Sunday, January 10, 2021

No checking, monitoring of travellers by road to Kerala

In about three weeks, it will be one year since India reported its first COVID-19 case. That was on January 30, 2020 - a student of Wuhan University who returned to Kerala tested positive. 

Unlike many other countries, in India, the rise and the drop in the number of positive cases per day has been gradual. The peak was on September 17, when the country saw as many as 97,894 people testing positive. Yesterday, it was 18,222. The following is a screenshot from the NDTV website.

There have been 150,570 deaths out of 1,041,4417 positive cases. That is 1.45%. Worldwide, it's 1,919,357 deaths out of 89,209,954 positive cases - 2.15%

The following table gives the comparative figures. It's a Google News compilation by collating data from Wikipedia, The New York Times and JHU.

India is one country in the top bracket that has been showing a consistent decline over the past two months. (Probably, Italy too, to some extent.) I don't know whether that has anything to do with the very different sort of lockdown we had. It lasted in varying degrees of toughness for as long as eight months.

The strictest phase was the initial one - from March 25 to June 7, 2020. After that, there was a series of, what was called, 'unlocks', that lasted till November 30.

TRIP TO KERALA 

I, along with my wife, her brother, mother and niece, reached her home town on Friday evening around 7 pm. We drove down. We began our journey from Bengaluru in the morning around 5.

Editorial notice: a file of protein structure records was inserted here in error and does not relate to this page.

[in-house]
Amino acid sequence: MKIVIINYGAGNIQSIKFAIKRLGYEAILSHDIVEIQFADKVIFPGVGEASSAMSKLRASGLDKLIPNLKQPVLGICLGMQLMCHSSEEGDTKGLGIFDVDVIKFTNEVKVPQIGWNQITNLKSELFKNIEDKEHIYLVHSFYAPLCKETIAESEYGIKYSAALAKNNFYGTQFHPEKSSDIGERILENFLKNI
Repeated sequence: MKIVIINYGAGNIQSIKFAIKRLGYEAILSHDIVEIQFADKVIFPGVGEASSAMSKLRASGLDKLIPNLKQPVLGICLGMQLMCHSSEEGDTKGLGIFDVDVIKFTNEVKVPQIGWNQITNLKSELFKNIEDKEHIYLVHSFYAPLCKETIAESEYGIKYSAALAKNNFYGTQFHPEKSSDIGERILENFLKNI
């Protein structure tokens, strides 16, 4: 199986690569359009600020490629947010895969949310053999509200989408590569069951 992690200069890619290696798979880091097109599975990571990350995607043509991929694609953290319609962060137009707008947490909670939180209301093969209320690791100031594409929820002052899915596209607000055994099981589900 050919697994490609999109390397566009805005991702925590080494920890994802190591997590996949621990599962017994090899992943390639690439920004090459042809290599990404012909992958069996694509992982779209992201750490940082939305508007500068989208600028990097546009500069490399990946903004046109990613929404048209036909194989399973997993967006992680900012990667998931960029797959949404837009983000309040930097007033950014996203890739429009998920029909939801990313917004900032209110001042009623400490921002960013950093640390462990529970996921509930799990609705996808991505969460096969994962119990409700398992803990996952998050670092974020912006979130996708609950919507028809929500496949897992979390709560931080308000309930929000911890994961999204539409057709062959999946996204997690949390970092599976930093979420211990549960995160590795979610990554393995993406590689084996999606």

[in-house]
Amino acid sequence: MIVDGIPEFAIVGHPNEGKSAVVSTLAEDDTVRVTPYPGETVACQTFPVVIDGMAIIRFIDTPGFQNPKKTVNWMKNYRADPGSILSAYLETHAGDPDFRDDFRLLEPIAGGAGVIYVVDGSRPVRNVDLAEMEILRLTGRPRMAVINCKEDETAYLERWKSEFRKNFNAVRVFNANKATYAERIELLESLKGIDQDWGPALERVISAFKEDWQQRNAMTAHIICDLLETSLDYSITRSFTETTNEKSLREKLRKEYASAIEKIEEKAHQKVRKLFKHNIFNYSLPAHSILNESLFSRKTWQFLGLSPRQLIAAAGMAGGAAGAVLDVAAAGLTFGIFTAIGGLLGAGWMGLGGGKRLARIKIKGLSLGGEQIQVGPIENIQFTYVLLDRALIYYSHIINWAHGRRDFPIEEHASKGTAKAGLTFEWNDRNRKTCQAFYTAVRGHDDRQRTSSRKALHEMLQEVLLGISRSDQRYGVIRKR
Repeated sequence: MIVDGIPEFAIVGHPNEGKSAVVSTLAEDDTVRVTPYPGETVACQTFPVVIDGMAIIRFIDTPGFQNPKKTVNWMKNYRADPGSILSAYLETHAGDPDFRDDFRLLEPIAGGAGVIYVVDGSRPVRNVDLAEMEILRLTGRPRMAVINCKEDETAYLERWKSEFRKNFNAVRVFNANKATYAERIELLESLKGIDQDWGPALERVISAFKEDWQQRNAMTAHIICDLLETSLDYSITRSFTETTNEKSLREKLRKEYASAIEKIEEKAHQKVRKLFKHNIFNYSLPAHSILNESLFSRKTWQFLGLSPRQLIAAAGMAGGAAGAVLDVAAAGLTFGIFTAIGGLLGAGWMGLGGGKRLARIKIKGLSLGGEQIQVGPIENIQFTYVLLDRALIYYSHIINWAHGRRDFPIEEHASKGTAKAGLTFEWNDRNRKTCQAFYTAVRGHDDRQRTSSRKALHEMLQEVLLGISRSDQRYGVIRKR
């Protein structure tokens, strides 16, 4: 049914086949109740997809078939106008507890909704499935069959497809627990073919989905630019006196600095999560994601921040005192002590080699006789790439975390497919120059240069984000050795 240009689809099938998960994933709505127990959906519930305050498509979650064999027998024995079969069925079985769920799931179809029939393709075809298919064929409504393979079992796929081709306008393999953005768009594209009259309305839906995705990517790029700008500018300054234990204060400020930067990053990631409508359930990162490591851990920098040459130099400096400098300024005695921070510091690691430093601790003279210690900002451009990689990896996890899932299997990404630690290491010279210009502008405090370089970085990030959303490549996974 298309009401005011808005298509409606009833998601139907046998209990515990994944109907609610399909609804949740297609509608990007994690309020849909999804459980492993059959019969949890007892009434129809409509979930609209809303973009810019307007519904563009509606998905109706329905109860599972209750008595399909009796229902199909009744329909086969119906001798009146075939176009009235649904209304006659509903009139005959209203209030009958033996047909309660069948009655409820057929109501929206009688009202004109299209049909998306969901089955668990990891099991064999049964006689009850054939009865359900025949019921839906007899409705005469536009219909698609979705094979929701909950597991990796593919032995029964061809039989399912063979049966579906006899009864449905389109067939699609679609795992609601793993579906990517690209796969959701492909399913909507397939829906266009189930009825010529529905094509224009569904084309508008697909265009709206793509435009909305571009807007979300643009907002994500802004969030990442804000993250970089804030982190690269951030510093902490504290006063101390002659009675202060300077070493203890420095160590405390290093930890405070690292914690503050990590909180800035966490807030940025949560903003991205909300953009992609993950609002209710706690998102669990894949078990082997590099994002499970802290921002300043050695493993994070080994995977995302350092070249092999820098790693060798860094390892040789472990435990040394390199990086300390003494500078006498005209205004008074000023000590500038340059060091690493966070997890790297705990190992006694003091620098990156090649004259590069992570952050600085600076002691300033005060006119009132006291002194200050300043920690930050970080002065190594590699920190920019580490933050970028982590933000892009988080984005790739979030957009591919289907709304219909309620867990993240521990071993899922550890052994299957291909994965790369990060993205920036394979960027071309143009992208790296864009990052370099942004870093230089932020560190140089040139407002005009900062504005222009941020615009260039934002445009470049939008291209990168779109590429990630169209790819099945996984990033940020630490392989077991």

Prior to that, we registered our particulars on the designated government websites of Tamil Nadu (the state through which we transited) and of Kerala (our destination state). 

However, nowhere en route -- neither at Attibele (the point of entry to Tamil Nadu) nor at Walayar (the point of entry to Kerala) -- were we stopped to have our credentials as interstate travellers checked. Many of my friends who travelled by road to Kerala in the past one month, had the same experience.

This was not the case a few months ago. There was strict monitoring at these border check-posts. Travellers were continuously monitored by local area civic officials. My friends, who had travelled earlier, used to tell me how they kept receiving calls from health department officials, police officials and government doctors; and told about the need to stay at home, and to watch out for symptoms.

Now, the only travellers who are checked are the ones who come via flights. At the arriving airport they need to declare their travel and contact details, and are told to be in quarantine for seven days.

In compliance with the State government regulations, we are in quarantine for a week.

I am not sure why there has been such a relaxation. One reason could be that the situation in Kerala has been improving, though very slowly, after it hit a peak in October. 

The second reason could be that people have gotten used to the new lifestyle that is dictated by the safety guidelines. 

The third reason could be that people who come to Kerala by road are mostly from the two neighbouring states of Karnataka and Tamil Nadu, where the cases have dropped significantly. So the probability of them carrying the virus could be less.

NEED TO BE CAUTIOUS

The state is still seeing quite a high number of fresh cases daily. It's averaging around 5,000. It peaked in October when it was around 7,000 to 8,000.

When we look at the spread of this disease, it's quite difficult to see a pattern across regions. There are a number of variables that are influencing the rate of infection.

And now to make matters worse, we have seen a more virulent form of the virus wreaking havoc, especially in the UK. Some of my doctor friends have been telling me they don't know if the virus that's circulating in India itself can mutate in the coming months.

Even if the situation is getting better, it would be prudent to be cautious.

15 comments: